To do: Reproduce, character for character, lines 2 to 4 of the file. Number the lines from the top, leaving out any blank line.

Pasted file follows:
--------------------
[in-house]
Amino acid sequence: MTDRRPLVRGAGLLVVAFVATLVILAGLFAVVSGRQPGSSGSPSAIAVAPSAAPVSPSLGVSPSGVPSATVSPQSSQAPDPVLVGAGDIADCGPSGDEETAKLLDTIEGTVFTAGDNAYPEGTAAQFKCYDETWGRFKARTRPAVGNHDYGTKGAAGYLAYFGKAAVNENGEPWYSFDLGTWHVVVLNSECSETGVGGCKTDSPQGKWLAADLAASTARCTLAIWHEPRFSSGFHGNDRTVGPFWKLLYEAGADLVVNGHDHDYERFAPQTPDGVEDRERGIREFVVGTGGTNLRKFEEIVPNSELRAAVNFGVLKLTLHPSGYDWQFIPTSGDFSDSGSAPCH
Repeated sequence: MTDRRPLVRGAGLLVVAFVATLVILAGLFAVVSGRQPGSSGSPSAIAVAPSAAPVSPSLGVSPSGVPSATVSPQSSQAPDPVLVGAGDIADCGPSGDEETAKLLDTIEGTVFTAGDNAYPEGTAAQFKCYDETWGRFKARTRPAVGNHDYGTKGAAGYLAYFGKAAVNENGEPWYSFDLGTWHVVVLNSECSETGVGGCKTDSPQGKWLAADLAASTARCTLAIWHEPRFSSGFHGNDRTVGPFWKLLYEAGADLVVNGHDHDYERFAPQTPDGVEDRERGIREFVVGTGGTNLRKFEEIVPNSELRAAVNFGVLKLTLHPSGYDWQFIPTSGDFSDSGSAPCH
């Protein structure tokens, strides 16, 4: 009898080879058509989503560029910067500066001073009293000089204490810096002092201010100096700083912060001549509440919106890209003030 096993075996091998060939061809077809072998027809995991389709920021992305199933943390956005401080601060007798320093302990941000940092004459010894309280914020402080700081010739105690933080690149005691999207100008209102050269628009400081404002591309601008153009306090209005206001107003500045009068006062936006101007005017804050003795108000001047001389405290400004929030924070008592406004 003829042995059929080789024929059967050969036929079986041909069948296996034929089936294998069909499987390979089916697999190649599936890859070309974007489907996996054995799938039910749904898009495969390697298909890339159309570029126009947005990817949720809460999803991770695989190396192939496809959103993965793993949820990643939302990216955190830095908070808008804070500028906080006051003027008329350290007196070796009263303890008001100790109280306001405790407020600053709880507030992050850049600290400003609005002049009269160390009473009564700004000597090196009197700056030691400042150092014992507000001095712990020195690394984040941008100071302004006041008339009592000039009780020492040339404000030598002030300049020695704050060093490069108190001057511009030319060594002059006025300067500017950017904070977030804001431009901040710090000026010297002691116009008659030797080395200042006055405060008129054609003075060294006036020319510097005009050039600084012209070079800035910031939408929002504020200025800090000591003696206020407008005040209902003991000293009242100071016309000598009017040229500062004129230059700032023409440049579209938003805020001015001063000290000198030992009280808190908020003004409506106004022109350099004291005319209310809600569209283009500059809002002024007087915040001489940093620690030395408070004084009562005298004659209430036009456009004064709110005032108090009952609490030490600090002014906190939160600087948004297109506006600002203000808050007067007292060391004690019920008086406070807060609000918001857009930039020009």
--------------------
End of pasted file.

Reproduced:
Amino acid sequence: MTDRRPLVRGAGLLVVAFVATLVILAGLFAVVSGRQPGSSGSPSAIAVAPSAAPVSPSLGVSPSGVPSATVSPQSSQAPDPVLVGAGDIADCGPSGDEETAKLLDTIEGTVFTAGDNAYPEGTAAQFKCYDETWGRFKARTRPAVGNHDYGTKGAAGYLAYFGKAAVNENGEPWYSFDLGTWHVVVLNSECSETGVGGCKTDSPQGKWLAADLAASTARCTLAIWHEPRFSSGFHGNDRTVGPFWKLLYEAGADLVVNGHDHDYERFAPQTPDGVEDRERGIREFVVGTGGTNLRKFEEIVPNSELRAAVNFGVLKLTLHPSGYDWQFIPTSGDFSDSGSAPCH
Repeated sequence: MTDRRPLVRGAGLLVVAFVATLVILAGLFAVVSGRQPGSSGSPSAIAVAPSAAPVSPSLGVSPSGVPSATVSPQSSQAPDPVLVGAGDIADCGPSGDEETAKLLDTIEGTVFTAGDNAYPEGTAAQFKCYDETWGRFKARTRPAVGNHDYGTKGAAGYLAYFGKAAVNENGEPWYSFDLGTWHVVVLNSECSETGVGGCKTDSPQGKWLAADLAASTARCTLAIWHEPRFSSGFHGNDRTVGPFWKLLYEAGADLVVNGHDHDYERFAPQTPDGVEDRERGIREFVVGTGGTNLRKFEEIVPNSELRAAVNFGVLKLTLHPSGYDWQFIPTSGDFSDSGSAPCH
């Protein structure tokens, strides 16, 4: 009898080879058509989503560029910067500066001073009293000089204490810096002092201010100096700083912060001549509440919106890209003030 096993075996091998060939061809077809072998027809995991389709920021992305199933943390956005401080601060007798320093302990941000940092004459010894309280914020402080700081010739105690933080690149005691999207100008209102050269628009400081404002591309601008153009306090209005206001107003500045009068006062936006101007005017804050003795108000001047001389405290400004929030924070008592406004 003829042995059929080789024929059967050969036929079986041909069948296996034929089936294998069909499987390979089916697999190649599936890859070309974007489907996996054995799938039910749904898009495969390697298909890339159309570029126009947005990817949720809460999803991770695989190396192939496809959103993965793993949820990643939302990216955190830095908070808008804070500028906080006051003027008329350290007196070796009263303890008001100790109280306001405790407020600053709880507030992050850049600290400003609005002049009269160390009473009564700004000597090196009197700056030691400042150092014992507000001095712990020195690394984040941008100071302004006041008339009592000039009780020492040339404000030598002030300049020695704050060093490069108190001057511009030319060594002059006025300067500017950017904070977030804001431009901040710090000026010297002691116009008659030797080395200042006055405060008129054609003075060294006036020319510097005009050039600084012209070079800035910031939408929002504020200025800090000591003696206020407008005040209902003991000293009242100071016309000598009017040229500062004129230059700032023409440049579209938003805020001015001063000290000198030992009280808190908020003004409506106004022109350099004291005319209310809600569209283009500059809002002024007087915040001489940093620690030395408070004084009562005298004659209430036009456009004064709110005032108090009952609490030490600090002014906190939160600087948004297109506006600002203000808050007067007292060391004690019920008086406070807060609000918001857009930039020009």